It all started with the zip – with what Stockdale calls “our desire to be hands-free” and the all-to-familiar First World menace of “putting your phone down somewhere you’re not going to pick it up again”. When they turned their attention to the handsets themselves, the pair realised that “there was nothing out there that we wanted…nothing in the middle” that hit the sweet spot in between extortionately expensive alligator accessories and fun, near-novelty cases that tend not to last too long. Fast forward to the present, and as well as personalisable deerskin cases – which come in a kaleidoscope of colours and feature bold, pop-arty graphics – accessories and charms, Chaos is making luggage accessories and soon-to-be-released silk tracksuits, as seen on best buds Margot Robbie and Cara Delevingne at the Suicide Squad premiere after-party.

That’s the thing about Chaos – it feels conspiratorial. From the telling use of the world “club” – you’ll find Chaos at – to the millennial marketing tactics the brand has so wonderfully deployed to get the products seen on the right people, the #ChaosClub is like an inner circle of fashion’s biggest influencers. The supermodel squad came out in force for the brand’s promo video, which Lyall calls “the funnest two days of shooting I’ve ever had”, where Taylor Hill, Stella Maxwell, Barbara Palvin, Karlie Kloss, Edie Campbell and Jasmine Saunders – to name just a handful of the models involved – cover one another in kisses, cuddle giant teddy bears (which are actually part of Chaos’s product line, by the way) and seductively unzip their tracksuit tops, all while showing off the bold, ballsy phone cases and luggage tags.

The branding is nothing short of genius. It’s loud, it’s lurid, it’s in-your-face-fun and it taps into the the obsessions in fashion for technology, for customisation and ultimately, for being a part of a cool and cutting-edge collective. Like any good lifestyle brand, Chaos is about more than the products it sells: “it’s all about working and having fun and looking good,” says Stockdale. And it’s the chaos itself that makes it so attractive, from the mishmash of merchandise Stockdale and Lyall are producing to the glorious union of fashion and function that defines the accessories themselves.

On the subject of whether Chaos will expand into menswear, both women stay relatively tight-lipped. There’s talk of “gently rolling out on both sides [accessories and clothes]” and “a few more very specific clothing categories”, but “it will never be a full collection” says Lyall. For now, it’s the phone cases that seem to be grabbing the most attention. The cases aren’t gendered, “girls go bonkers over the bright colours, but there are a lot of men buying them too,” according to Lyall. Both women are quick to point out that well-made, fun phone cases for men were few and far between before Chaos, and based on the popularity of Chaos among guys already, it clearly wasn’t for a lack of want.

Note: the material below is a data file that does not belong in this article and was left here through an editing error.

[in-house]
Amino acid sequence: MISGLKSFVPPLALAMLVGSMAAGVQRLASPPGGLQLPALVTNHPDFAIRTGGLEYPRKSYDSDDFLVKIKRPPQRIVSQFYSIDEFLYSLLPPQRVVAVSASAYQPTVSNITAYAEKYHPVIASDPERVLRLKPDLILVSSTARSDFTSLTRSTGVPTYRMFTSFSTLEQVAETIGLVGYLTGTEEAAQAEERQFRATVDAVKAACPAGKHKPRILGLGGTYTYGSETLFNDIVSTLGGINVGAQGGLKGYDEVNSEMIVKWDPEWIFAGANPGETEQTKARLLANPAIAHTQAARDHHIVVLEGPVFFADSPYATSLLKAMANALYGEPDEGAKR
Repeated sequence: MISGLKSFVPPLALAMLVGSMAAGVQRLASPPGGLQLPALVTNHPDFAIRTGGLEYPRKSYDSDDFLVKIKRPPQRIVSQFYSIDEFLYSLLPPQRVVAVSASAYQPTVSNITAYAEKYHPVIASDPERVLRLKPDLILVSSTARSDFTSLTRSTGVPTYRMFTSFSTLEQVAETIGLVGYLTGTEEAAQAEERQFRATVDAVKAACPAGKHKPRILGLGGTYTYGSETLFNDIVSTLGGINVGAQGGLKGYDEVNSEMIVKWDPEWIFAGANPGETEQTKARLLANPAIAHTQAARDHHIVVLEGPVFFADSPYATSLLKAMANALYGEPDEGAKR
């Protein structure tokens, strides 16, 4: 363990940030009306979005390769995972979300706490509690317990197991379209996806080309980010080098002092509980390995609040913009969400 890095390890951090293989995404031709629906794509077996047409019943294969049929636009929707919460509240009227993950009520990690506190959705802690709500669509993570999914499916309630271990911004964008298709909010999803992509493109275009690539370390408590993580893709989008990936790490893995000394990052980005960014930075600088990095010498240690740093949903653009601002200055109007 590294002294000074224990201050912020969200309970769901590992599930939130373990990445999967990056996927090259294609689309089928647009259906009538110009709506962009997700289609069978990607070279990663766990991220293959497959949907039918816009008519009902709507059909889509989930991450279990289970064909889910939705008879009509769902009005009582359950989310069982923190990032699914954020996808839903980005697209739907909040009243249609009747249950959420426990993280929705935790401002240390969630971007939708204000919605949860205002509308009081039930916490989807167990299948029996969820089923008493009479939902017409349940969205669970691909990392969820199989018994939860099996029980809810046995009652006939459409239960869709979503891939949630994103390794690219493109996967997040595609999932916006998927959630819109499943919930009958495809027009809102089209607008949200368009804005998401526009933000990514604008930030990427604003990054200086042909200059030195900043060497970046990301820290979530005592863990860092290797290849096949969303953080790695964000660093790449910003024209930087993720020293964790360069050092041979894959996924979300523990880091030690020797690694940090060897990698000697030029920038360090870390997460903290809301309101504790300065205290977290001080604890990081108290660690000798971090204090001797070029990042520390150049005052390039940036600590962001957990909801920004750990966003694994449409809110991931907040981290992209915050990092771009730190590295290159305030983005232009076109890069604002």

For the gentleman that leans towards the sartorially serious, a pop-luxe tech accessory is a way to add humour and personality to a professional wardrobe. While you might assume that the personalised cases would prove to be the most popular among men, Lyall explains that actually, “guys love the broken hearts and the pills”, with Stockdale adding that where a lot of men “have gone for those two designs, lots of women have gone for the ‘blah!’ and the ‘ergh!’”. Read into that what you will.

The vortex of fun and disorder from which Chaos was born is now it’s very essence. True to its name, the brand’s trajectory is ruled by the Chaos Theory – underneath the seemingly random (“it might seem like a real leap from a phone case to a silk tracksuit,” says Stockdale, “but not for us”) there’s still a pattern, a purpose. “Because at the moment our categories appear quite disparate and we’re building our brand image, we have to go quite carefully into places and make sure that we’re presented in the right way for people to understand and for the brand message not to get lost,” Stockdale explains.

They may only just be in the first round of securing investment (the project has so far been self-funded), but brand expansion has been carefully thought through, with huge importance given to pop-ups after the success of Chaos at Selfridges and at Dover Street Market. Lyall sums the future of Chaos up succinctly, when she says “as we pop up in different places around the world, we’ll continue to tweak the way we look and it won’t always be the same. It will always be recognised as Chaos, but you won’t know what to expect.”

This piece was originally published on